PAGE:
Why don't you disclose your name and affiliations, by the way? Afraid WE WILL DO SOME RESEARCH ON YOU? Funny how it's easy to seem credible when no one get you in their sights.
    4 Jun 2010, 09:47 AM Reply Like
  • pmcmullen100
    , contributor
    Comments (93) | Send Message
     
    Waldo, glad to see you've joined Team Short. Like your "name."
    4 Jun 2010, 10:10 AM Reply Like
  • pmcmullen100
    , contributor
    Comments (93) | Send Message
     
    Before you give this any credence, might want to review this exchange. You'll get a sense of how desperate out Ghost analyst is getting.

     

    messages.finance.yahoo...

     

    Note that the Ghost had no idea the Xianghe acquisition even existed when he wrote his first article, where he wondered what CMFO had spent its proceeds from a share offering on. Um, they spent it on this acquisition. You might want to consider the Ghost's lack of understanding of this company, its history or any of its businesses before swallowing his "analysis."
    4 Jun 2010, 01:34 PM Reply Like
  • Chinese Company Analyst
    , contributor
    Comments (136) | Send Message
     
    Author’s reply » Thanks Pmcmullen100 for the link, I'd also encourage readers to read through the yahoo message boards on CMFO. There's been some good discussion there. The best are probably the long threads with 20+ post - they provide some good debate on CMFO and its Xianghe acquisition.

     

    messages.finance.yahoo...
    4 Jun 2010, 02:34 PM Reply Like
  • Chimin Sang
    , contributor
    Comments (291) | Send Message
     
    Your link is broken, CCA.

     

    Thanks for pointing out to the 8-K, which is quite self-explanary. For people who are not reading it, they don't deserve any explanation.

     

    It is amazing how this document is almost self-incriminating. I can hear the sound when my jaw dropped to the floor. LOL.
    4 Jun 2010, 08:38 PM Reply Like
  • Chinese Company Analyst
    , contributor
    Comments (136) | Send Message
     
    Author’s reply » Sorry about that, I have trouble with Seeking Alpha links sometimes. It was just a general link to the yahoo message boards on CMFO...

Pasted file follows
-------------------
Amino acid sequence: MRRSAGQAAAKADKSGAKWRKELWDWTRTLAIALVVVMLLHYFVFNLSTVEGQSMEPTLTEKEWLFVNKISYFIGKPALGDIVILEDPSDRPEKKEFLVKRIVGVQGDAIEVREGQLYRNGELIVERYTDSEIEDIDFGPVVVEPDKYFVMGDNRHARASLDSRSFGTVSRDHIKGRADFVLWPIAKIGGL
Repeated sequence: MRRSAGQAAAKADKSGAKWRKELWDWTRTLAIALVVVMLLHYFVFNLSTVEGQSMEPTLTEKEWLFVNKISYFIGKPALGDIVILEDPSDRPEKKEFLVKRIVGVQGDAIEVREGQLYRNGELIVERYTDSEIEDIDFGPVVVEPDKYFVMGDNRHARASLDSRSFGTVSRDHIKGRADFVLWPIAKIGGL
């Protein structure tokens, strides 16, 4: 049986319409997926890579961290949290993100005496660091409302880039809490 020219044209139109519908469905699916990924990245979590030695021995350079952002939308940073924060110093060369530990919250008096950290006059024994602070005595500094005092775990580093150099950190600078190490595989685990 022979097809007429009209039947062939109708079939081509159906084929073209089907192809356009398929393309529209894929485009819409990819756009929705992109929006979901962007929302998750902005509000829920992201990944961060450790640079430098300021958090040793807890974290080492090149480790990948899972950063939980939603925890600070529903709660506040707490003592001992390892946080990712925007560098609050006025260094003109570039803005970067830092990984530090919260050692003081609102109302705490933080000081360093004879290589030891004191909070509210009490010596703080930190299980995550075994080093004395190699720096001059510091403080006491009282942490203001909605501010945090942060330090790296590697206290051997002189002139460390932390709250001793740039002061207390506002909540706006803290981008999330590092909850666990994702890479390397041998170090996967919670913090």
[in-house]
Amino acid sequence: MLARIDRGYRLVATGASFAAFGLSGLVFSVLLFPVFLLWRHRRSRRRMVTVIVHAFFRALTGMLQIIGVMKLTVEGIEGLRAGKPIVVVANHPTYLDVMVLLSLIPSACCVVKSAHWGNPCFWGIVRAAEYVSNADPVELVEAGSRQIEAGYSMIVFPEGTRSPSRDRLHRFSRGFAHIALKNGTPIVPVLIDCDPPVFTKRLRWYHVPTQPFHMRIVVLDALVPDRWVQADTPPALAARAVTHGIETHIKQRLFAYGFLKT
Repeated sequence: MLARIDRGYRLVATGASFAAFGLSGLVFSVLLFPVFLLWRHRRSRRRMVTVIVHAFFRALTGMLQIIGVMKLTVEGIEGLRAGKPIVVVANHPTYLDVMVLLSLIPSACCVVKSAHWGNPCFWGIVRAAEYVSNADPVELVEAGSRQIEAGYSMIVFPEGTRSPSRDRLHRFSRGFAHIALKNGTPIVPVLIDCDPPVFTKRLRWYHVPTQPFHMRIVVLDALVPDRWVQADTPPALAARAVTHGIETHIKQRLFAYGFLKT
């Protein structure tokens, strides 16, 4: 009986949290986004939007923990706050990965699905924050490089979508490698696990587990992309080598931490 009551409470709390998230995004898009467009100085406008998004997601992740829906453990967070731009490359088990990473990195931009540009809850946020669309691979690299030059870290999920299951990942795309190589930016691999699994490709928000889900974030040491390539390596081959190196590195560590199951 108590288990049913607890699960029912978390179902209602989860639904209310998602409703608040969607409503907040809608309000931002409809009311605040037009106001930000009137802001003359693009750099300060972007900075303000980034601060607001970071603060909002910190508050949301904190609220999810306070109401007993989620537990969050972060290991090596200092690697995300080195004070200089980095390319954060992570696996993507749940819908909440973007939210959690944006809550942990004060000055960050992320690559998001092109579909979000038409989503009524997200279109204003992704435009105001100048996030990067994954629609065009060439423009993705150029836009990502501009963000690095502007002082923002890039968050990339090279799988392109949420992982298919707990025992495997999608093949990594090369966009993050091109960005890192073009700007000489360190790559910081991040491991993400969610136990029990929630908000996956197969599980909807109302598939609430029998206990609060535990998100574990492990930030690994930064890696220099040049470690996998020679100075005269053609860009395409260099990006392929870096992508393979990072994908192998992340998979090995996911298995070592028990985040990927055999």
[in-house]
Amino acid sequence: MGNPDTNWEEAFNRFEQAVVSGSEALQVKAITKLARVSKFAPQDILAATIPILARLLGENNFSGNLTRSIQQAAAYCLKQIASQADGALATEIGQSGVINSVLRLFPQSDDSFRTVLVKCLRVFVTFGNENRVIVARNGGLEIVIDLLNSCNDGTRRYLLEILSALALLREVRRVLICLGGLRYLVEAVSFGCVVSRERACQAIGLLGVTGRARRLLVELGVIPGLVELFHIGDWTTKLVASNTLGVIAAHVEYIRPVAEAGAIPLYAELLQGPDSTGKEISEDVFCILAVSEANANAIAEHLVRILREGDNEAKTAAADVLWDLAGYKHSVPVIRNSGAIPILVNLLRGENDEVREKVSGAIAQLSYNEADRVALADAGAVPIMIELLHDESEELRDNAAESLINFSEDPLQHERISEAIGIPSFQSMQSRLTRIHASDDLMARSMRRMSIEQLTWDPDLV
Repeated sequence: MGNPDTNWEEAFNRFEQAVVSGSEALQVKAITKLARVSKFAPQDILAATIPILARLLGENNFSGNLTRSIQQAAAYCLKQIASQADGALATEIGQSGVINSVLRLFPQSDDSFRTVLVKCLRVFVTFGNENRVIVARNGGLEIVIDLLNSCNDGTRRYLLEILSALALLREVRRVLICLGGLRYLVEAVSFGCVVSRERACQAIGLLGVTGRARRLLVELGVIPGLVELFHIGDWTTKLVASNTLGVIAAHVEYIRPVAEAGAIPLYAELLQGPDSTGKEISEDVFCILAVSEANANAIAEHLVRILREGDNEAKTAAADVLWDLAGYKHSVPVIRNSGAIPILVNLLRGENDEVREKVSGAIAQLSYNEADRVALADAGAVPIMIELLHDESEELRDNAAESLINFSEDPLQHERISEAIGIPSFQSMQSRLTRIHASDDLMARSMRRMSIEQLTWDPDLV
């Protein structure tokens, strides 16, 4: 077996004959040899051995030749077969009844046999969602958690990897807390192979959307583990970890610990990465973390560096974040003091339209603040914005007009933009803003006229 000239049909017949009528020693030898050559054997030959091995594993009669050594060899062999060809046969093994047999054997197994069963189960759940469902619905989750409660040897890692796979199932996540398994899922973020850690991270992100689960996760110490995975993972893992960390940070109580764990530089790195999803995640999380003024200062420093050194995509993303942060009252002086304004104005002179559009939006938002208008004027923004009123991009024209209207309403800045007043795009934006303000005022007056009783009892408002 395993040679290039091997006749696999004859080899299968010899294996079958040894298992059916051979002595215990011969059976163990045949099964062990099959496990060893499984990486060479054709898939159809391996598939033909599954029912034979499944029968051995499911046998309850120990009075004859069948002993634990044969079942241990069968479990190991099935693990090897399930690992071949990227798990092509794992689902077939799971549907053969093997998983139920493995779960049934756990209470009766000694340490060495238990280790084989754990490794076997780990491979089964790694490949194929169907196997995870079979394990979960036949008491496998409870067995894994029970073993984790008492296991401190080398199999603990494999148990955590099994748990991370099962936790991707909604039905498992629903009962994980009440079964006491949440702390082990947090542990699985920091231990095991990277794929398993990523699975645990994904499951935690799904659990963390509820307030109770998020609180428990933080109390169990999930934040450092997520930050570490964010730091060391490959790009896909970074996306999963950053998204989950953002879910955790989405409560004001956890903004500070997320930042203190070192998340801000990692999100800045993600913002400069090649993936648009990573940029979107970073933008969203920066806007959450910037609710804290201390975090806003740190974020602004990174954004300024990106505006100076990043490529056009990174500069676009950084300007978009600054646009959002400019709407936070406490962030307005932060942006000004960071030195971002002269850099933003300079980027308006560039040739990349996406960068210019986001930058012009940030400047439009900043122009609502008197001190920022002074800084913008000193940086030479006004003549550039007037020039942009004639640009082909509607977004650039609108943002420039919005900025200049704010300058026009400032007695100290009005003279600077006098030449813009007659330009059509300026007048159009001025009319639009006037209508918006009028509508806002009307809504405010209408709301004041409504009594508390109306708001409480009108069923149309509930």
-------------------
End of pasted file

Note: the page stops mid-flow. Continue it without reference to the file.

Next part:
5 Jun 2010, 07:17 PM Reply Like
  • pmcmullen100
    , contributor
    Comments (93) | Send Message
     
    Our Ghost short seller wants us to ignore his total lack of track record (that anyone could verify) and experience with any industry, much less CMFO's industry, and instead focus on "the facts" and "common sense." So let's use a bit of common sense: if the acquisition was a scam, why would the 8K lays out all the detail of the "scam"? Why not try to hide it? The common sense conclusion is that while this is a related party transaction -- which the 8K DOES DISCLOSE -- it is not a fraudulent one.

     

    What does common sense tell us? That CMFO committed fraud and detailed it so completely in public filings that even our anonymous short-seller -- who didn't even know CMFO had MADE this acquisition a week ago when he wrote his first article (now abandoned) -- could piece it together? Or that this transaction, included the related-party nature, was so fully disclosed because it was legitimate? The answer is obvious. Or at least obvious to anyone without an agenda and an increasingly expensive short position.
    5 Jun 2010, 05:06 PM Reply Like
  • Chinese Company Analyst
    , contributor
    Comments (136) | Send Message
     
    Author’s reply » You have every right to develop your own interpretation of the Xianghe acquisition. The company has laid out the facts and chronology of the acquisition and it's up to investors to make their own inferences from the details.

     

    You can draw your conclusion that it was merely a $28mm acquisition where CMFO overpaid by $27mm. Or that it's believable that an algae-drink company can generate annualized revenue of $17.7mm based on its first 5 months of operations, after receiving $53k of startup capital, and $690k of secondary capital in its 3rd month of operations. Or that an "algae-based drink know-how" that cost $9k to acquire in January 2009 deserves to be valued on CMFO's books at 23.5mm today.

     

    I instead draw the conclusion that the Xianghe numbers are fabricated. Given that the company's accounting firm is as unreputable as they come, this isn't hard at all to believe. I believe that Xianghe merely served as an excuse to justify a $30mm capital raise that was pocketed by CMFO insiders or used for other dubious purposes.

     

    The investing community can decide which is the more believable story.

     

    There's nothing expensive about my short - the short interest is quite low and the borrow is very cheap right now.

     

    Disclosure: short CMFO
    5 Jun 2010, 07:10 PM Reply Like
  • Chimin Sang
    , contributor
    Comments (291) | Send Message
     
    pmc,